by Mark Fisher, MD (@DrMarkFisher)
Wartime injuries can be some of the most devastating injuries that a Plastic Surgeon encounters in his or her career. Despite the significant trauma that improvised explosive devices and large caliber weapons can cause, improved front-line medicine means that a significant number of soldiers survive their immediate injuries. Thus, more and more soldiers require treatment of devastating injuries that were previously not survivable.
Once these patients are stable and can undergo surgery to treat their wounds, the plastic surgeon must decide how to replace missing muscle, skin, and bone. Previously, large soft tissue injuries were either allowed to heal on their own – a process that takes significant amounts of time and can result in an unsightly scar – or were treated by moving tissue from another part of the body.
Moving tissue from another part of the body is a complicated procedure requiring hours of surgery and special equipment. With recent advancements, a new technique known as a “Keystone Perforator Flap” has been described. This particular technique involves picking an area of skin adjacent to the wound, finding small blood vessels that feed that area of skin, and then carefully dissecting and moving this skin over the wound while preserving its blood supply.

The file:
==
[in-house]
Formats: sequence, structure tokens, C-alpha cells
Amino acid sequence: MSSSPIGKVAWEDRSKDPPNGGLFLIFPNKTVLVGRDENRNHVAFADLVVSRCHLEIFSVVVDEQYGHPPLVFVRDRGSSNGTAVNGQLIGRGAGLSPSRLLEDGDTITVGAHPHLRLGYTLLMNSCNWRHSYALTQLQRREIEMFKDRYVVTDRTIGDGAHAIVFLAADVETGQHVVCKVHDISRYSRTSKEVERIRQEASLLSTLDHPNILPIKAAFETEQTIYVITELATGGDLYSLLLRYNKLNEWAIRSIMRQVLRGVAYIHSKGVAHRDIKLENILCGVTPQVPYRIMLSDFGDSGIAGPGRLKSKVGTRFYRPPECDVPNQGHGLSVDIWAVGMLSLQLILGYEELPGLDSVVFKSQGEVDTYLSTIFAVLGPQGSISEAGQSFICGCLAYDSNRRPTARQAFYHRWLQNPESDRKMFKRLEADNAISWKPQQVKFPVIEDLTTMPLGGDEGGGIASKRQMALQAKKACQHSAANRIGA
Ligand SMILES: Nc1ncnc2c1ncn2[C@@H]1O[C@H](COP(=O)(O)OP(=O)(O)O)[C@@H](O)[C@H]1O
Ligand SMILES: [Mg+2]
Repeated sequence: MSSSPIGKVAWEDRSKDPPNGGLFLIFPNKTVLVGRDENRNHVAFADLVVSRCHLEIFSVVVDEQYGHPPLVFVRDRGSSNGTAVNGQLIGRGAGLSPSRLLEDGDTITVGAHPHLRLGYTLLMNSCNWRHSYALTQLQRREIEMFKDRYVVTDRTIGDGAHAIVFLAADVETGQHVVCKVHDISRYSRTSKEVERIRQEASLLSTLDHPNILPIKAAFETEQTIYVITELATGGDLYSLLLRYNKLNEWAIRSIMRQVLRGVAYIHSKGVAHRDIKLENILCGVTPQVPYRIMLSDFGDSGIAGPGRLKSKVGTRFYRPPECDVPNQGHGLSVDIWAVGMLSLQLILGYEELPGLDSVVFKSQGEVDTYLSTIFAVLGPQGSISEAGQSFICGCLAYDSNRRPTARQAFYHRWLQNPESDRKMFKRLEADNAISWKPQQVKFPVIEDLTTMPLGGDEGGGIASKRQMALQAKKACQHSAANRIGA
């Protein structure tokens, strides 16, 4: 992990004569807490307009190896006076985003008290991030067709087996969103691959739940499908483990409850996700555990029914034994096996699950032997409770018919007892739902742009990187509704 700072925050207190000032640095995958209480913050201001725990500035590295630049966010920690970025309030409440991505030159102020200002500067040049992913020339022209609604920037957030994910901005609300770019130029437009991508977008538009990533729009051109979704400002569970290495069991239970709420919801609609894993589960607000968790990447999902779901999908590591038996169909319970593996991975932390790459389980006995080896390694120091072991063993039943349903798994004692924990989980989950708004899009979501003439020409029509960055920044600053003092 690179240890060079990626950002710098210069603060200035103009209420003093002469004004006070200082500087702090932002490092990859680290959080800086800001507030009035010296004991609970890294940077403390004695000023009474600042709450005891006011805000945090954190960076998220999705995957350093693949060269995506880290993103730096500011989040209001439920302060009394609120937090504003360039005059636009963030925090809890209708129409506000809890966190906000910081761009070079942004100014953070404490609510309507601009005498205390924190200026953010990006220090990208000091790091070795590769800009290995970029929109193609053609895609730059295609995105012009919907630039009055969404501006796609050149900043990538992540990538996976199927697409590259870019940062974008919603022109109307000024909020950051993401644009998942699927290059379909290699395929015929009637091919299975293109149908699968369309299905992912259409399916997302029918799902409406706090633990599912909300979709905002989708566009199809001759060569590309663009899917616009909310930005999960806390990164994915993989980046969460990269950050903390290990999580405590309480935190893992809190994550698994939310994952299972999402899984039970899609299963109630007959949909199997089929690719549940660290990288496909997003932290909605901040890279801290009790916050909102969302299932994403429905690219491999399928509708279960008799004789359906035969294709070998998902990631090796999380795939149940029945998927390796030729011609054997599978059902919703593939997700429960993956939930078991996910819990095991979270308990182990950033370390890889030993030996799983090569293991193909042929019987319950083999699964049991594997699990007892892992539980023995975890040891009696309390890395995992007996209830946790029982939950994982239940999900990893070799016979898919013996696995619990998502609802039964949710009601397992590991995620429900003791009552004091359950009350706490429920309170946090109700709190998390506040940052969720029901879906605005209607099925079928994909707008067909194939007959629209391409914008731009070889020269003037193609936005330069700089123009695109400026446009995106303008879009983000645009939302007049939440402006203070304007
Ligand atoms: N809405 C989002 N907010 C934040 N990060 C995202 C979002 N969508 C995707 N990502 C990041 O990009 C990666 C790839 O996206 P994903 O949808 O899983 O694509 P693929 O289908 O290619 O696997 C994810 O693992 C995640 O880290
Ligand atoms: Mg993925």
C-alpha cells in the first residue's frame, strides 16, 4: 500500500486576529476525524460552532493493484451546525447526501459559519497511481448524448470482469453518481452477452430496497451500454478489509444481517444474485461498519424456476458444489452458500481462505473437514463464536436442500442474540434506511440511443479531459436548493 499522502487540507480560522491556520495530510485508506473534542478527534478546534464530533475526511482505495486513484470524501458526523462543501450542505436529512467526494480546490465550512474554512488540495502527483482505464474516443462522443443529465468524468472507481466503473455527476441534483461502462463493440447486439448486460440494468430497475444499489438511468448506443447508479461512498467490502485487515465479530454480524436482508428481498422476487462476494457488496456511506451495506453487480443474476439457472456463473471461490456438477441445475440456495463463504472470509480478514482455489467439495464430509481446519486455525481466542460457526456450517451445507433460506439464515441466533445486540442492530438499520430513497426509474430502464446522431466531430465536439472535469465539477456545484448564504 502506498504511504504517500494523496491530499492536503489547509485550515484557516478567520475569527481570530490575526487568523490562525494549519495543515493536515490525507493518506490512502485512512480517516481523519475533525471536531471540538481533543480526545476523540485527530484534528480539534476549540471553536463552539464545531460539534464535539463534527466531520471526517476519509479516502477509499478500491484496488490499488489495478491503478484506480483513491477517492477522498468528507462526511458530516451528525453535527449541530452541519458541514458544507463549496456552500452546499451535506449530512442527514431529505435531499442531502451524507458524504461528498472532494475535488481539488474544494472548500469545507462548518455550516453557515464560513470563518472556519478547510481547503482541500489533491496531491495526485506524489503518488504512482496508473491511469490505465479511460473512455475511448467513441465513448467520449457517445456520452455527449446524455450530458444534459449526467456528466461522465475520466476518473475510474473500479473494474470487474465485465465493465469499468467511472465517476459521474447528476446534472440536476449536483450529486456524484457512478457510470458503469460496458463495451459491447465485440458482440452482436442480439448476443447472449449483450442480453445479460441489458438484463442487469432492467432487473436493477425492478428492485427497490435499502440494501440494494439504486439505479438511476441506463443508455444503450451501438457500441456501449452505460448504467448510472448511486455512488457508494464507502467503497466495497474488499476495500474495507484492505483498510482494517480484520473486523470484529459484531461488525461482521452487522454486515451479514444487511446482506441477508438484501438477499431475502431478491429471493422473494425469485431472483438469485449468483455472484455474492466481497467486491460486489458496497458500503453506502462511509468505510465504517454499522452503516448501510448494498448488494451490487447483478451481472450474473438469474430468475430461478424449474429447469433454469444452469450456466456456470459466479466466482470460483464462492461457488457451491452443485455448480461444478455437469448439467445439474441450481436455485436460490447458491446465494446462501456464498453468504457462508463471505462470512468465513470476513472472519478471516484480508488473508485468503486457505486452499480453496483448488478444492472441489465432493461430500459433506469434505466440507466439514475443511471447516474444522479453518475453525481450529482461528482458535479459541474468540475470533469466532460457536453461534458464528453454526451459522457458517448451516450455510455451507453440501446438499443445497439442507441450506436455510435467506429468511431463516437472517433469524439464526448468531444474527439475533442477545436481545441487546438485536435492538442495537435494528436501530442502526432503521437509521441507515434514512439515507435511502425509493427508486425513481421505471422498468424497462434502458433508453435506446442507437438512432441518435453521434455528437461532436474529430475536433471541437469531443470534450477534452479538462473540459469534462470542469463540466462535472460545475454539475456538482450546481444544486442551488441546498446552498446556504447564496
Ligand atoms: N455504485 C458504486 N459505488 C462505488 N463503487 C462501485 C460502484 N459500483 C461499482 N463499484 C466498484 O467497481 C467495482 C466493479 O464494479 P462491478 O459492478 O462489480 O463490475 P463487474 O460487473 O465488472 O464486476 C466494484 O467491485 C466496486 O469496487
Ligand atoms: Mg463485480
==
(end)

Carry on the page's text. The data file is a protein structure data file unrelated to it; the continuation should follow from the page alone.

In the May issue of PRS Global Open, Sliesarenko et al. describes using this technique to treat extensive soft tissue battlefield injuries in Ukraine. They report a series of 25 patients aged 22 to 52, all male, who suffered extensive gunshot and mine blast injuries ranging from small (2.5 x 7.5 cm) to very large (12 x 22 cm). Using Keystone Perforator Flaps, they were able to treat these patients and provide them with the tissue needed to cover their wounds. This was done with relatively minor complications and an average surgery time of 68 minutes.
Although sometimes complex problems require complex solutions (such as in cases where large portions of bone are missing), often the simplest solution is best. This is especially true in the setting of wartime injuries where time is of the essence and resources are limited. In this article from PRS GO, we see a great example of a simple solution being applied to treat complex injuries.
“Extensive Mine-Shrapnel and Gunshot Wound Closure Using Keystone Island Perforator Flaps.” Sliesarenko, Sergii V. MD, PhD; Badiul, Pavlo O. MD, PhD; Sliesarenko, Kirill S. MD. Plastic and Reconstructive Surgery – Global Open: May 2016 – Volume 4 – Issue 5 – p e723.